Da 5 Bloods
On the Record
I May Destroy You
Forgot your password?
Don't have an account? Sign up here
Already have an account? Log in here
and the Terms and Policies,
and to receive email from Rotten Tomatoes and Fandango.
Please enter your email address and we will email you a new password.
We encourage our community to report abusive content and/ or spam. Our team will review flagged items and determine whether or not they meet our community guidelines.
Please choose best explanation for why you are flagging this review.
Thank you for your submission. This post has been submitted for our review.
Sincerely, The Rotten Tomatoes Team
Far from their best work - very uneven, overlong and with some rather forced jokes/slapstick that we've seen served up far better in their earlier shorts.
Still quite entertaining but they're looking rather tired, as is the script.
Disappointing. It looks old-fashioned, especially as I had noticed the date of 1939 in the opening credits. It looked more old-fashioned than Will Hay in 1939. This was wartime (albeit not in the USA yet), and O&H were repeating their schtick from the early 1930s? Later I read that their partnership really only lasted from 1927-1940. I think it lasted a few years longer than that, but once the war kicked in for real, it diffused and dissolved them. A chump at Oxford has a 20-minute pre-eamble, during which I wondered if the title was as random as a Marx brothers title (but then half of every Harold Lloyd movie is preamble), but no - they go to Oxford, BUT then they spend a whole 15 minutes stuck in a maze! One is tempted to wonder if that was symbolic. There's a great scene in the maze where Stan wonders if he has three hands, but that's about all the content in the scene - in fact it's not a scene it's a whole act. It got a bit better after that, although there were no scenes of their studying, just a curious back-story about Stan being an English Lord (in reality - no kidding) but the film as a whole felt pretty old to me.
The best Laurel and Hardy movie. Very clever.
This short comedy film has Laurel and Hardy scrounging around for work and they masquerade as a maid and butler in a well-to-do home. As expected they cause loads of trouble and skip out. Next they are a pair of street sweepers who come upon some luck while on break. They unwittingly capture a bank robber and they are soon rewarded with a free education at Oxford. There they are met with a group of haughty Oxford snobs who cannot wait to mess with the new arrivals. The ensuing moments include getting lost in a maze, dizzy spells, run-ins with the Dean, and a chance encounter with Oxford athletic hero Lord Paddington, who shares an uncanny resemblance to Stan. Despite all the ups and downs, Stan and Ollie make it through and they succeed in making this comedy quite funny.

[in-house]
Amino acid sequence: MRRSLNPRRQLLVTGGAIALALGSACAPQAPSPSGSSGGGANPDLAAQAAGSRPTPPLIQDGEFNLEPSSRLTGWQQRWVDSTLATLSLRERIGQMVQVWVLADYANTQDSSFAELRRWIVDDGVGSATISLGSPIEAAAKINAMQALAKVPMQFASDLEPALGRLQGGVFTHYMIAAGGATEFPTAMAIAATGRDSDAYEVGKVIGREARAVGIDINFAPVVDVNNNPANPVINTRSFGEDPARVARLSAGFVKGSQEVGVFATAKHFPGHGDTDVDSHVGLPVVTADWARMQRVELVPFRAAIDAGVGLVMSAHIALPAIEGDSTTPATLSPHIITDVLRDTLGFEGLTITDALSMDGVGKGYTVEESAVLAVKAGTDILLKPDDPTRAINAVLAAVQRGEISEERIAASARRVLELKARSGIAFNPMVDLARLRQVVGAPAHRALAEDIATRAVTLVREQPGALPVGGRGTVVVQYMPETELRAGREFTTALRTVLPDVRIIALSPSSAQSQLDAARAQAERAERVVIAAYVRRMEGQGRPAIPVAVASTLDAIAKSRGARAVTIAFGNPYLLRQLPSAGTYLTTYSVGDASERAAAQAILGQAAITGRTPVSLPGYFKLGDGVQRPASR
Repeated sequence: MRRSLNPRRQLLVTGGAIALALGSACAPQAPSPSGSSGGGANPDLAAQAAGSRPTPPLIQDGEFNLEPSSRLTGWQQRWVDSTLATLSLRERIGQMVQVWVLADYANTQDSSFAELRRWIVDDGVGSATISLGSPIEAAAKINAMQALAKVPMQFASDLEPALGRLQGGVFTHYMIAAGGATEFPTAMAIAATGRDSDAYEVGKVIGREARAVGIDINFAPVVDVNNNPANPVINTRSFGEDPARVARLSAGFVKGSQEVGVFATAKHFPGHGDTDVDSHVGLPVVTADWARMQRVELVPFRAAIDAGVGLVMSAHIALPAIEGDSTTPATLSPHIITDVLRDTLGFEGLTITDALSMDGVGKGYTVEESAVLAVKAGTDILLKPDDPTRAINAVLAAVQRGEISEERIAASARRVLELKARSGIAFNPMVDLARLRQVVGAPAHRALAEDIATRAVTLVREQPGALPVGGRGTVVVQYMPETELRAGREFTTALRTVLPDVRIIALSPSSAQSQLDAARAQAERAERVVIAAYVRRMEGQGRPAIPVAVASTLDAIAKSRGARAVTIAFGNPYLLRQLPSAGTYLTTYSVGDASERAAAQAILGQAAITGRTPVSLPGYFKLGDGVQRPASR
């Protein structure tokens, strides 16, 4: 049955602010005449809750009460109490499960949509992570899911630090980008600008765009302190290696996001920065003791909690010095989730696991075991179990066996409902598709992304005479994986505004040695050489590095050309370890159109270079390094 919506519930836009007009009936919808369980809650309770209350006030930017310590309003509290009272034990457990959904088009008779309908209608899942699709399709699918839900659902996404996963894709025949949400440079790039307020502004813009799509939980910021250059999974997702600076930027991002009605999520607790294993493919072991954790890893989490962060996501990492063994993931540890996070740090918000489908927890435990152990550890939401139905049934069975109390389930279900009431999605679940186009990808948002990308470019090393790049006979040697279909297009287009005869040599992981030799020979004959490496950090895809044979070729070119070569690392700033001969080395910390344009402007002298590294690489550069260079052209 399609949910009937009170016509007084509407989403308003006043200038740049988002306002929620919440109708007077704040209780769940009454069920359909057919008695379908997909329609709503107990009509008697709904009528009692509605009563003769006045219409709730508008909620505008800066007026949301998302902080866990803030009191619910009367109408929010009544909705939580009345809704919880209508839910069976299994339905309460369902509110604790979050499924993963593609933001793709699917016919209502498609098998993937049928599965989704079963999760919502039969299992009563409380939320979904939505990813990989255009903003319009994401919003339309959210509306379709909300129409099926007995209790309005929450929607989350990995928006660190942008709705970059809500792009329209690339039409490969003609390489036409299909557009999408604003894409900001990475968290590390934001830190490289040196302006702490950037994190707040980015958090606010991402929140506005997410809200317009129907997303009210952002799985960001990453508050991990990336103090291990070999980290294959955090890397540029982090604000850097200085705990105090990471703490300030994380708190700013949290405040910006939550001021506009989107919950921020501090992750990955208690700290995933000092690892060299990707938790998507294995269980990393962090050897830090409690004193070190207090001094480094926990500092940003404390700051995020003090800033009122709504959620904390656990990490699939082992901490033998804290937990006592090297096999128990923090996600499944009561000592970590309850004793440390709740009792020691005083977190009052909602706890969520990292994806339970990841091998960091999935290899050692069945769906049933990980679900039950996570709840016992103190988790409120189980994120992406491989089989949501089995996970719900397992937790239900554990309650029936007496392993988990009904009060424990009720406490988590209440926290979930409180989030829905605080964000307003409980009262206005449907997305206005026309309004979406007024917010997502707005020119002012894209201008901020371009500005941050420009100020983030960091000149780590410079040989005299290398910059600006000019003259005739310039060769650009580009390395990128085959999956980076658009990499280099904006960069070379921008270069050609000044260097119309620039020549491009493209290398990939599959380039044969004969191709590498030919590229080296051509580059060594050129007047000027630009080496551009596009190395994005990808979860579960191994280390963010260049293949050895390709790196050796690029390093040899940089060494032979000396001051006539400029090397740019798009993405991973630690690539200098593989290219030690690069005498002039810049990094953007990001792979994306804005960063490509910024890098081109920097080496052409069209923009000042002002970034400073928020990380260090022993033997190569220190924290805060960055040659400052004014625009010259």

Whilst not the finest example of a Laruel and Hardy feature, this particular effort plays out like a series of shorts, with a mixture of recycled gags (Laurel in drag) and new mishaps (trapped in a maze) that come together to form an hour of effective comedy, as only these boys can deliver, right up to the concluding shot, which perhaps best explains why moviegoers love the pair and, more importantly, why they love each other.
Pretty good, as L&H films go.
Best cure for a hangover. Love the scene with the ''third arm''.
A patchwork job, certainly - and thus less organic-seeming than the very best Laurel and Hardy - yet one with marvellous moments. The best material comes in the opening 20 minutes, tacked on for the European release, in the course of which the duo manage to comprehensively ruin Finlayson's dinner party... Some of its directorial choices are faultless: take the cut from the porter Meredith's excited declaration "Oh, what a brilliant mind!" to the typical close-up of Stan not so much lost in, as utterly oblivious to, his own thoughts - in a sequence that would these days be trumpeted as an origin story, and ends with Stan's transformation into the ear-wiggling Lord Paddington, perhaps the most radical thing Hal Roach ever did with the Laurel persona.
I couldn't abide Laurel and Hardy when I was younger but I've warmed to them over the years and think this is a fantastic film. There are many great scenes but the best is definitely at the end when the angry students come to lynch Stan and Ollie, unaware that a bump on the head has caused Stan to revert to being Lord Paddington - a man who wiggles his ears in an extraordinary manner and fights like a demon when riled, according to his valet Meredith. "We're going to run you out of Oxford; and if you don't go, we'll take off your britches and throw you out!" says one of the students. "What? Take off my britches? In the presence of Meredith?" responds Lord P, before wiggling his ears ferociously and chucking them all out of the window, including Ollie. L & H had an extraordinary partnership with a chemistry that was second to none: by the time of this film they made it all look so effortless, when surely it was anything but.
A good laughable comedy.